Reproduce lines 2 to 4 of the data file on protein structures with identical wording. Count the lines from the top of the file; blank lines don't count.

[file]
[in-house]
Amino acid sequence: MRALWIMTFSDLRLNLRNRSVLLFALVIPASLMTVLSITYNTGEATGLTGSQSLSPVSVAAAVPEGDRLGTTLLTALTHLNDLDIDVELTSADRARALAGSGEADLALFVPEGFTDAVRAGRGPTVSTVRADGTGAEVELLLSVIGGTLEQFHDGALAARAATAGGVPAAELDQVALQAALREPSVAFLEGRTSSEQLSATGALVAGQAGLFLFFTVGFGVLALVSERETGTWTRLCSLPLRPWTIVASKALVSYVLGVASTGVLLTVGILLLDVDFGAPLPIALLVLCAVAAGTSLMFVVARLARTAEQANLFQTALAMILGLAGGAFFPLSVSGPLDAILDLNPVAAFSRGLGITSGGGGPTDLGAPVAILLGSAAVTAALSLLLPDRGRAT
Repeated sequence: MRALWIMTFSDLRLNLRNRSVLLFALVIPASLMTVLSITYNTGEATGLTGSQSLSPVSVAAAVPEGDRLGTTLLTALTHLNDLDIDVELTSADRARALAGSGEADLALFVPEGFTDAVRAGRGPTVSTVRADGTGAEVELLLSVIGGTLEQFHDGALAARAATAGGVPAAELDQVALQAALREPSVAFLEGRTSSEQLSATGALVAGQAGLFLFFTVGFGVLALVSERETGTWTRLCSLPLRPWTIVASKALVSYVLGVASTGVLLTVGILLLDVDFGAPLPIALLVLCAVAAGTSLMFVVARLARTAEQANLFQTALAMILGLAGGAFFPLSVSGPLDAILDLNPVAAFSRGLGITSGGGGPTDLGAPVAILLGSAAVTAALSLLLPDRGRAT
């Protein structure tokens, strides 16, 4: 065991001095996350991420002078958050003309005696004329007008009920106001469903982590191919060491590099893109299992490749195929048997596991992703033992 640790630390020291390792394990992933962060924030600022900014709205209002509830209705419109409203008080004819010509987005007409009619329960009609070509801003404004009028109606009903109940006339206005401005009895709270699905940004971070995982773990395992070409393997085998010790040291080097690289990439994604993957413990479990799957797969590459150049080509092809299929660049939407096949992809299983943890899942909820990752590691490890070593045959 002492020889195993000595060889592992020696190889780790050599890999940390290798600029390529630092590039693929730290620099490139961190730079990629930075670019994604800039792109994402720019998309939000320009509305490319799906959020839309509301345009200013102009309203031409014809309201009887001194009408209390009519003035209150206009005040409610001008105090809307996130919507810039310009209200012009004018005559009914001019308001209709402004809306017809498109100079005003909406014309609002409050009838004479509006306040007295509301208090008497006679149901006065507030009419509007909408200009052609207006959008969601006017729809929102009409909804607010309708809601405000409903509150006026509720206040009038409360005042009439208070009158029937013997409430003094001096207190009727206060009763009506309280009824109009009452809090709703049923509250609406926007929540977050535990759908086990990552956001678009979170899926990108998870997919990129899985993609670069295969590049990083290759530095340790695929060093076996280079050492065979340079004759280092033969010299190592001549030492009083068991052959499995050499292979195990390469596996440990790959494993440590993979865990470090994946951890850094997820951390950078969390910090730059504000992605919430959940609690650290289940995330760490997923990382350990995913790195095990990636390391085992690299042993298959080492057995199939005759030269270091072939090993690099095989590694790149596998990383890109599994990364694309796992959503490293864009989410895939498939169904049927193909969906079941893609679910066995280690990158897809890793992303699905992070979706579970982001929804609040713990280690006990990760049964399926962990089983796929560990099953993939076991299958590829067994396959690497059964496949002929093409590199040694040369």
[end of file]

Amino acid sequence: MRALWIMTFSDLRLNLRNRSVLLFALVIPASLMTVLSITYNTGEATGLTGSQSLSPVSVAAAVPEGDRLGTTLLTALTHLNDLDIDVELTSADRARALAGSGEADLALFVPEGFTDAVRAGRGPTVSTVRADGTGAEVELLLSVIGGTLEQFHDGALAARAATAGGVPAAELDQVALQAALREPSVAFLEGRTSSEQLSATGALVAGQAGLFLFFTVGFGVLALVSERETGTWTRLCSLPLRPWTIVASKALVSYVLGVASTGVLLTVGILLLDVDFGAPLPIALLVLCAVAAGTSLMFVVARLARTAEQANLFQTALAMILGLAGGAFFPLSVSGPLDAILDLNPVAAFSRGLGITSGGGGPTDLGAPVAILLGSAAVTAALSLLLPDRGRAT
Repeated sequence: MRALWIMTFSDLRLNLRNRSVLLFALVIPASLMTVLSITYNTGEATGLTGSQSLSPVSVAAAVPEGDRLGTTLLTALTHLNDLDIDVELTSADRARALAGSGEADLALFVPEGFTDAVRAGRGPTVSTVRADGTGAEVELLLSVIGGTLEQFHDGALAARAATAGGVPAAELDQVALQAALREPSVAFLEGRTSSEQLSATGALVAGQAGLFLFFTVGFGVLALVSERETGTWTRLCSLPLRPWTIVASKALVSYVLGVASTGVLLTVGILLLDVDFGAPLPIALLVLCAVAAGTSLMFVVARLARTAEQANLFQTALAMILGLAGGAFFPLSVSGPLDAILDLNPVAAFSRGLGITSGGGGPTDLGAPVAILLGSAAVTAALSLLLPDRGRAT
């Protein structure tokens, strides 16, 4: 065991001095996350991420002078958050003309005696004329007008009920106001469903982590191919060491590099893109299992490749195929048997596991992703033992 640790630390020291390792394990992933962060924030600022900014709205209002509830209705419109409203008080004819010509987005007409009619329960009609070509801003404004009028109606009903109940006339206005401005009895709270699905940004971070995982773990395992070409393997085998010790040291080097690289990439994604993957413990479990799957797969590459150049080509092809299929660049939407096949992809299983943890899942909820990752590691490890070593045959 002492020889195993000595060889592992020696190889780790050599890999940390290798600029390529630092590039693929730290620099490139961190730079990629930075670019994604800039792109994402720019998309939000320009509305490319799906959020839309509301345009200013102009309203031409014809309201009887001194009408209390009519003035209150206009005040409610001008105090809307996130919507810039310009209200012009004018005559009914001019308001209709402004809306017809498109100079005003909406014309609002409050009838004479509006306040007295509301208090008497006679149901006065507030009419509007909408200009052609207006959008969601006017729809929102009409909804607010309708809601405000409903509150006026509720206040009038409360005042009439208070009158029937013997409430003094001096207190009727206060009763009506309280009824109009009452809090709703049923509250609406926007929540977050535990759908086990990552956001678009979170899926990108998870997919990129899985993609670069295969590049990083290759530095340790695929060093076996280079050492065979340079004759280092033969010299190592001549030492009083068991052959499995050499292979195990390469596996440990790959494993440590993979865990470090994946951890850094997820951390950078969390910090730059504000992605919430959940609690650290289940995330760490997923990382350990995913790195095990990636390391085992690299042993298959080492057995199939005759030269270091072939090993690099095989590694790149596998990383890109599994990364694309796992959503490293864009989410895939498939169904049927193909969906079941893609679910066995280690990158897809890793992303699905992070979706579970982001929804609040713990280690006990990760049964399926962990089983796929560990099953993939076991299958590829067994396959690497059964496949002929093409590199040694040369």